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Trump Visits Alabama After Tornadoes Wreaked Havoc And Killed 23 People


President Trump and first lady Melania Trump went to Lee County, Ala., today to see for themselves the destruction caused by Sunday's tornadoes. The Trumps walked through fields of debris. They hugged survivors and stopped at a memorial - 23 white crosses, one for each person who died. Meanwhile, residents continued with funerals and cleanup as NPR's Russell Lewis reports from Beauregard, Ala.

RUSSELL LEWIS, BYLINE: There wasn't much time for Jennifer Vernon and her husband, Joe, to see President Trump as he toured their now-decimated neighborhood.


LEWIS: The Vernons' home was completely destroyed. This afternoon, a small skid-steer loader was picking up what was left of their house, now strewn across their front yard. Joe says the past week has been difficult.

JOE VERNON: Day by day - that's all you can do - can't give up.

LEWIS: Jennifer was picking through huge piles of debris, looking to see what she could salvage. She found some clothing and a tiny Christmas ornament but not much else. She's been through this before. Her home burned down six months ago.

JENNIFER VERNON: We lost everything in September, so that was all the sentimental stuff that was gone then. Now it's just stuff that we've gotten since then. So it wasn't anything that was of any sentimental value now.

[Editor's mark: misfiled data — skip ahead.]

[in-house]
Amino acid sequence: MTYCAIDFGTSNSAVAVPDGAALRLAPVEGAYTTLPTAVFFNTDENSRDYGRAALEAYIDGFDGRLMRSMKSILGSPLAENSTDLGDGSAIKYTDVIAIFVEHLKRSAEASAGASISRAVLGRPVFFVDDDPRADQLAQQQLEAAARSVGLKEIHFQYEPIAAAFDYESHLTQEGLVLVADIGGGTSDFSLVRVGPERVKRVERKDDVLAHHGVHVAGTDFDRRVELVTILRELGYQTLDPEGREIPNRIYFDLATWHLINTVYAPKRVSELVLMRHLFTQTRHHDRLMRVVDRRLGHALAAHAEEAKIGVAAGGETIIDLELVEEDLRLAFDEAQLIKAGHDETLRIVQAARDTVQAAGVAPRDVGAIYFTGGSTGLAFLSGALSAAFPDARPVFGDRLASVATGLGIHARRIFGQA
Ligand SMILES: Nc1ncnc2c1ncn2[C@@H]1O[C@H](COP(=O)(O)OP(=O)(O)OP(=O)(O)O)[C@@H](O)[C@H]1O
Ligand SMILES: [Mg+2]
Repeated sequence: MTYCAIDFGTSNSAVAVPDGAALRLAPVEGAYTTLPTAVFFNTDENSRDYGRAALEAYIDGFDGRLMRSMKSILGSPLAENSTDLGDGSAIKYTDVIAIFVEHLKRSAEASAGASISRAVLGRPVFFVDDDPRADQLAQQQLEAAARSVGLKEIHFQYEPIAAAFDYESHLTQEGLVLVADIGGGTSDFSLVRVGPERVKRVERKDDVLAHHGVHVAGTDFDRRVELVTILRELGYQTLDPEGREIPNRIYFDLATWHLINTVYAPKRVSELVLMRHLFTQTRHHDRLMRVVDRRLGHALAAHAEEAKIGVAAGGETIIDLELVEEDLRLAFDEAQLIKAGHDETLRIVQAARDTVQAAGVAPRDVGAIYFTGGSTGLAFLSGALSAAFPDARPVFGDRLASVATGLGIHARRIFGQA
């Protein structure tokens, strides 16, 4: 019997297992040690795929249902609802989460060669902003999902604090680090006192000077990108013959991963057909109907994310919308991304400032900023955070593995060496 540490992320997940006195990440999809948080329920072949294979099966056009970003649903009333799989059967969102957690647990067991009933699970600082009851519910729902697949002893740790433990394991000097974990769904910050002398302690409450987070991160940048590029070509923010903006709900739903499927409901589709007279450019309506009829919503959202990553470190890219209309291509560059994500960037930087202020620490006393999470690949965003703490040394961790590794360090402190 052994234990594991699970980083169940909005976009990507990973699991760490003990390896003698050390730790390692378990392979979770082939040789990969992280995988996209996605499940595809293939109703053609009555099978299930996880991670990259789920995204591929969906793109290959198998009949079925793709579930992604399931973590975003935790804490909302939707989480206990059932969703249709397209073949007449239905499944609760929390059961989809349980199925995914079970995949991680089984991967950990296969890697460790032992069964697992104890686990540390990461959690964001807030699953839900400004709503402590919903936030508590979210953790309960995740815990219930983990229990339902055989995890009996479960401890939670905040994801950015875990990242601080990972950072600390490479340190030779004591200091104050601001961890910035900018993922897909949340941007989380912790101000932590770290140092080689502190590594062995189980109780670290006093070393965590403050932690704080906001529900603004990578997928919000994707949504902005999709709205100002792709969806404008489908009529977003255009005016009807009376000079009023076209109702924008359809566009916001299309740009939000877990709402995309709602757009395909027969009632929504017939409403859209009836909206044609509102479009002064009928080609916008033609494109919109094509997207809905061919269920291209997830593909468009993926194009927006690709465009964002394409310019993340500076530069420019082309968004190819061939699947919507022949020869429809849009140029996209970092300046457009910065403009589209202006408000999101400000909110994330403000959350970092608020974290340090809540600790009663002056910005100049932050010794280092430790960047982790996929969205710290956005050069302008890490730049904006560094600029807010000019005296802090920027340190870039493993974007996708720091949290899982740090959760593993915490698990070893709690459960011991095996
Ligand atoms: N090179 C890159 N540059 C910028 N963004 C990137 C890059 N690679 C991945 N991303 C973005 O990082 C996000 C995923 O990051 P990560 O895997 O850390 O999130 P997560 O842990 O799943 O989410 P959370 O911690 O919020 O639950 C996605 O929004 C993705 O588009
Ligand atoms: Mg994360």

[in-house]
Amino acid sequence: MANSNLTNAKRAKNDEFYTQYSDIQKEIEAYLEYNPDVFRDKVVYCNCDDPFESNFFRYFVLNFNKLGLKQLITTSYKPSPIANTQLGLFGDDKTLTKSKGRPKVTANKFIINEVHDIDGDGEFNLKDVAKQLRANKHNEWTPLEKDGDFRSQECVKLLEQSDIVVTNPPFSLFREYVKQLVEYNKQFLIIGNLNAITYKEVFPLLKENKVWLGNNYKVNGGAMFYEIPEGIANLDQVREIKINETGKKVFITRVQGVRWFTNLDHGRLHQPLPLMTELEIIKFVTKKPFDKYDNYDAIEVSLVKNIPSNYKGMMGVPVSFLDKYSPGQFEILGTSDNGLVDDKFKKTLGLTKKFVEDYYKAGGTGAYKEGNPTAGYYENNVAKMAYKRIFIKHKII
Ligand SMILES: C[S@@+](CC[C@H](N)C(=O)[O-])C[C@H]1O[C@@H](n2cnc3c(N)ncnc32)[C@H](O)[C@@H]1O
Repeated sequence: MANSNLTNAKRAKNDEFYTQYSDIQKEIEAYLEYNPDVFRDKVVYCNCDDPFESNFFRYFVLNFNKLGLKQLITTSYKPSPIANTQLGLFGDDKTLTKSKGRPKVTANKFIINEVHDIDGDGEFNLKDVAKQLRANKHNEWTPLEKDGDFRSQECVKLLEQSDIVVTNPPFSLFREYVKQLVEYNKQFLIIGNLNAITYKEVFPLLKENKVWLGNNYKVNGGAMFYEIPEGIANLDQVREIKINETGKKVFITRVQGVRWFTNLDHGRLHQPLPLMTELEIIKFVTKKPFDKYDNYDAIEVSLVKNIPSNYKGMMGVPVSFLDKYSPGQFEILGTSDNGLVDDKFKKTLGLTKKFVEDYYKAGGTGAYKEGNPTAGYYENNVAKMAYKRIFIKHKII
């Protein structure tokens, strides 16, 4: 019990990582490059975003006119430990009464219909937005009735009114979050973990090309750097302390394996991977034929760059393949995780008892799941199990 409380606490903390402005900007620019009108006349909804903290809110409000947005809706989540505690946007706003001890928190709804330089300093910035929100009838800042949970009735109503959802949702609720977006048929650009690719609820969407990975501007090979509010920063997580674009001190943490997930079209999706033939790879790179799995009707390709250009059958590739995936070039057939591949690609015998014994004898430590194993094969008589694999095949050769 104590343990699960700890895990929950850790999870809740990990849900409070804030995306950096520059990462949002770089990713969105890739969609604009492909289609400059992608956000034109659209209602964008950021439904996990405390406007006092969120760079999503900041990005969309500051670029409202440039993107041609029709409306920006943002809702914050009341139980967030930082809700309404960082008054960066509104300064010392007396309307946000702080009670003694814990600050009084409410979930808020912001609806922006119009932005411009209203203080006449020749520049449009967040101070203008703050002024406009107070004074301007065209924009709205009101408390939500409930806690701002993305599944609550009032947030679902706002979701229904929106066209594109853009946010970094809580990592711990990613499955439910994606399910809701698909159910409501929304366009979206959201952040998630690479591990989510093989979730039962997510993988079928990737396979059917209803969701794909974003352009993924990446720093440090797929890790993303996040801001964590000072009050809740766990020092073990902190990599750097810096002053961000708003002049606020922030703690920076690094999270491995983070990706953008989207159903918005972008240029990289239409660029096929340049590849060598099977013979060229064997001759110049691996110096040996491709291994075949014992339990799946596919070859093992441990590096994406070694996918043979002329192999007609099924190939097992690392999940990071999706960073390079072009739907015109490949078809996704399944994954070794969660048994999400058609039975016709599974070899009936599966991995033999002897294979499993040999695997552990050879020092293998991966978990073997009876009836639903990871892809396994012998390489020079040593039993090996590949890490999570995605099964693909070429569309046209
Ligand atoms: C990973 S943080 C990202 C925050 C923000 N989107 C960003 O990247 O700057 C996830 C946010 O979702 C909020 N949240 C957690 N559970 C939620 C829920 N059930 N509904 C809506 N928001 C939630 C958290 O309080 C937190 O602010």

LEWIS: The Vernons haven't heard from their insurance adjuster, and they can't yet think about what to do next. Across the street, Juanita Smith was standing on an elevated concrete pad. It used to be her front porch. Now it's the only thing left of her house. She's 84 and retired and was stacking some knickknacks, plates and shoes, including a fancy, sparkly blue ballroom sandal.

JUANITA SMITH: Yeah, I'm trying to see if anything worth saving. Don't look like it is.

LEWIS: Smith seemed overwhelmed by it all, and she's not sure whether she'll rebuild here or move into her son's home, which is just down the hill.

SMITH: I really haven't thought about it to tell you the truth because it's such a heartbreaking thing to see. So I really don't know.

LEWIS: Smith is sad for the 23 people who died in the tornado and for the loss of her neighborhood, which she said used to look like a lush park. Now she says it reminds her of a landfill. Russell Lewis, NPR News, Beauregard, Ala. Transcript provided by NPR, Copyright NPR.

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Russell Lewis
As NPR's Southern Bureau chief, Russell Lewis covers issues and people of the Southeast for NPR — from Florida to Virginia to Texas, including West Virginia, Kentucky, and Oklahoma. His work brings context and dimension to issues ranging from immigration, transportation, and oil and gas drilling for NPR listeners across the nation and around the world.